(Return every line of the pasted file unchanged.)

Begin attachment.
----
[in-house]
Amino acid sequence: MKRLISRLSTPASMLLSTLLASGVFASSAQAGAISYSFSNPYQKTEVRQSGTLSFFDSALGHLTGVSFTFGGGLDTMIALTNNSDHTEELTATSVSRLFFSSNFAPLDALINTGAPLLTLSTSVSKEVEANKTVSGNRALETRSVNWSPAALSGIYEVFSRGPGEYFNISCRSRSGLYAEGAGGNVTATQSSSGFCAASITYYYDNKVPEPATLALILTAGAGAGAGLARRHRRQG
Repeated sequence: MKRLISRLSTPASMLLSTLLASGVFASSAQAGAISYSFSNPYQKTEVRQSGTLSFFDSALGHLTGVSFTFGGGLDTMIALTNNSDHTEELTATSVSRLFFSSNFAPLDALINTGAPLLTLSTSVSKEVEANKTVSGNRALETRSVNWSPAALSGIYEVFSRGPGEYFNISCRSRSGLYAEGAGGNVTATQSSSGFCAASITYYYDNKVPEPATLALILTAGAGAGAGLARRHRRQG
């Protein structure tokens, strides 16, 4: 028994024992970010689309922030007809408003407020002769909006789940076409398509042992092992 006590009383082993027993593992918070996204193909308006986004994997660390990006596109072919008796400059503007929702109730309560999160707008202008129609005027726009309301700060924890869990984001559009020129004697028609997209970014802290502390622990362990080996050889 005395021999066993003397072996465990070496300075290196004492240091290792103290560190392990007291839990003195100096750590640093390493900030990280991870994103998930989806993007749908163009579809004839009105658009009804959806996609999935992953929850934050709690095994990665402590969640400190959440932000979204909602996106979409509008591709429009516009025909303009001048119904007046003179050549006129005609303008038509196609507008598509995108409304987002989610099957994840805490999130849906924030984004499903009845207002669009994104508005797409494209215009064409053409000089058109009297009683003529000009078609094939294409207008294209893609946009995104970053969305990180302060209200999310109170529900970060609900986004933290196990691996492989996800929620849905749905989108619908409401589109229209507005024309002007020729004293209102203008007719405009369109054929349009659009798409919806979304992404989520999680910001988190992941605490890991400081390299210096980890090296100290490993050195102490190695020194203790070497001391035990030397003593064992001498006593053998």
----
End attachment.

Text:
[in-house]
Amino acid sequence: MKRLISRLSTPASMLLSTLLASGVFASSAQAGAISYSFSNPYQKTEVRQSGTLSFFDSALGHLTGVSFTFGGGLDTMIALTNNSDHTEELTATSVSRLFFSSNFAPLDALINTGAPLLTLSTSVSKEVEANKTVSGNRALETRSVNWSPAALSGIYEVFSRGPGEYFNISCRSRSGLYAEGAGGNVTATQSSSGFCAASITYYYDNKVPEPATLALILTAGAGAGAGLARRHRRQG
Repeated sequence: MKRLISRLSTPASMLLSTLLASGVFASSAQAGAISYSFSNPYQKTEVRQSGTLSFFDSALGHLTGVSFTFGGGLDTMIALTNNSDHTEELTATSVSRLFFSSNFAPLDALINTGAPLLTLSTSVSKEVEANKTVSGNRALETRSVNWSPAALSGIYEVFSRGPGEYFNISCRSRSGLYAEGAGGNVTATQSSSGFCAASITYYYDNKVPEPATLALILTAGAGAGAGLARRHRRQG
């Protein structure tokens, strides 16, 4: 028994024992970010689309922030007809408003407020002769909006789940076409398509042992092992 006590009383082993027993593992918070996204193909308006986004994997660390990006596109072919008796400059503007929702109730309560999160707008202008129609005027726009309301700060924890869990984001559009020129004697028609997209970014802290502390622990362990080996050889 005395021999066993003397072996465990070496300075290196004492240091290792103290560190392990007291839990003195100096750590640093390493900030990280991870994103998930989806993007749908163009579809004839009105658009009804959806996609999935992953929850934050709690095994990665402590969640400190959440932000979204909602996106979409509008591709429009516009025909303009001048119904007046003179050549006129005609303008038509196609507008598509995108409304987002989610099957994840805490999130849906924030984004499903009845207002669009994104508005797409494209215009064409053409000089058109009297009683003529000009078609094939294409207008294209893609946009995104970053969305990180302060209200999310109170529900970060609900986004933290196990691996492989996800929620849905749905989108619908409401589109229209507005024309002007020729004293209102203008007719405009369109054929349009659009798409919806979304992404989520999680910001988190992941605490890991400081390299210096980890090296100290490993050195102490190695020194203790070497001391035990030397003593064992001498006593053998």